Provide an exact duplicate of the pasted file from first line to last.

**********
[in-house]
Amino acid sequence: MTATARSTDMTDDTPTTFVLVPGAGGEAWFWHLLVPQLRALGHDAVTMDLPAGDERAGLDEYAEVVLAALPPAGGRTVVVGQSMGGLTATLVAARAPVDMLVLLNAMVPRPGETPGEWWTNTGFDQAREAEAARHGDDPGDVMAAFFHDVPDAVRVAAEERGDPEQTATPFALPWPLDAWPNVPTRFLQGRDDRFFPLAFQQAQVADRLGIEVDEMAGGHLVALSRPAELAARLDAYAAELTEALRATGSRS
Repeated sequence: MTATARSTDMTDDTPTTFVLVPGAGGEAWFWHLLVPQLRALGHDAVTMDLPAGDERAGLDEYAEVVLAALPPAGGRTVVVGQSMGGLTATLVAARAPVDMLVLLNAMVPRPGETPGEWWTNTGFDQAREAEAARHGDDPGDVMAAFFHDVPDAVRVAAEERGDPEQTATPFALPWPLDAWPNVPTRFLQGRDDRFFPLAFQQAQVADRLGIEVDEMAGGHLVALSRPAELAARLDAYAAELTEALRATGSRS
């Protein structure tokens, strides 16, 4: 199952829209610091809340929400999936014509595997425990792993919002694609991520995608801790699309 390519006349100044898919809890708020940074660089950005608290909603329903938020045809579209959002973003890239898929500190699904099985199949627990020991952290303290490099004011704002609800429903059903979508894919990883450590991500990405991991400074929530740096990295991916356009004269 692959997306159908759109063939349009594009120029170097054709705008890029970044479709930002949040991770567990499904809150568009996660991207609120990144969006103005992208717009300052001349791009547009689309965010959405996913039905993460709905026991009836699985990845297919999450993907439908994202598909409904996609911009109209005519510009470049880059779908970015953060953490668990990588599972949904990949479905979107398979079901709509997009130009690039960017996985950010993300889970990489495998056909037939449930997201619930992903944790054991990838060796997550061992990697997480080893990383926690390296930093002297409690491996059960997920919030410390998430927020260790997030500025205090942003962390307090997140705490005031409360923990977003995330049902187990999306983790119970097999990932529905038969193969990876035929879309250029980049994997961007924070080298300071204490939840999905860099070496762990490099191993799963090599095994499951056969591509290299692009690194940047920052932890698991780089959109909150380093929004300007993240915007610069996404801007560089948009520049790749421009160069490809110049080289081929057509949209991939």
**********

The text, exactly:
[in-house]
Amino acid sequence: MTATARSTDMTDDTPTTFVLVPGAGGEAWFWHLLVPQLRALGHDAVTMDLPAGDERAGLDEYAEVVLAALPPAGGRTVVVGQSMGGLTATLVAARAPVDMLVLLNAMVPRPGETPGEWWTNTGFDQAREAEAARHGDDPGDVMAAFFHDVPDAVRVAAEERGDPEQTATPFALPWPLDAWPNVPTRFLQGRDDRFFPLAFQQAQVADRLGIEVDEMAGGHLVALSRPAELAARLDAYAAELTEALRATGSRS
Repeated sequence: MTATARSTDMTDDTPTTFVLVPGAGGEAWFWHLLVPQLRALGHDAVTMDLPAGDERAGLDEYAEVVLAALPPAGGRTVVVGQSMGGLTATLVAARAPVDMLVLLNAMVPRPGETPGEWWTNTGFDQAREAEAARHGDDPGDVMAAFFHDVPDAVRVAAEERGDPEQTATPFALPWPLDAWPNVPTRFLQGRDDRFFPLAFQQAQVADRLGIEVDEMAGGHLVALSRPAELAARLDAYAAELTEALRATGSRS
């Protein structure tokens, strides 16, 4: 199952829209610091809340929400999936014509595997425990792993919002694609991520995608801790699309 390519006349100044898919809890708020940074660089950005608290909603329903938020045809579209959002973003890239898929500190699904099985199949627990020991952290303290490099004011704002609800429903059903979508894919990883450590991500990405991991400074929530740096990295991916356009004269 692959997306159908759109063939349009594009120029170097054709705008890029970044479709930002949040991770567990499904809150568009996660991207609120990144969006103005992208717009300052001349791009547009689309965010959405996913039905993460709905026991009836699985990845297919999450993907439908994202598909409904996609911009109209005519510009470049880059779908970015953060953490668990990588599972949904990949479905979107398979079901709509997009130009690039960017996985950010993300889970990489495998056909037939449930997201619930992903944790054991990838060796997550061992990697997480080893990383926690390296930093002297409690491996059960997920919030410390998430927020260790997030500025205090942003962390307090997140705490005031409360923990977003995330049902187990999306983790119970097999990932529905038969193969990876035929879309250029980049994997961007924070080298300071204490939840999905860099070496762990490099191993799963090599095994499951056969591509290299692009690194940047920052932890698991780089959109909150380093929004300007993240915007610069996404801007560089948009520049790749421009160069490809110049080289081929057509949209991939």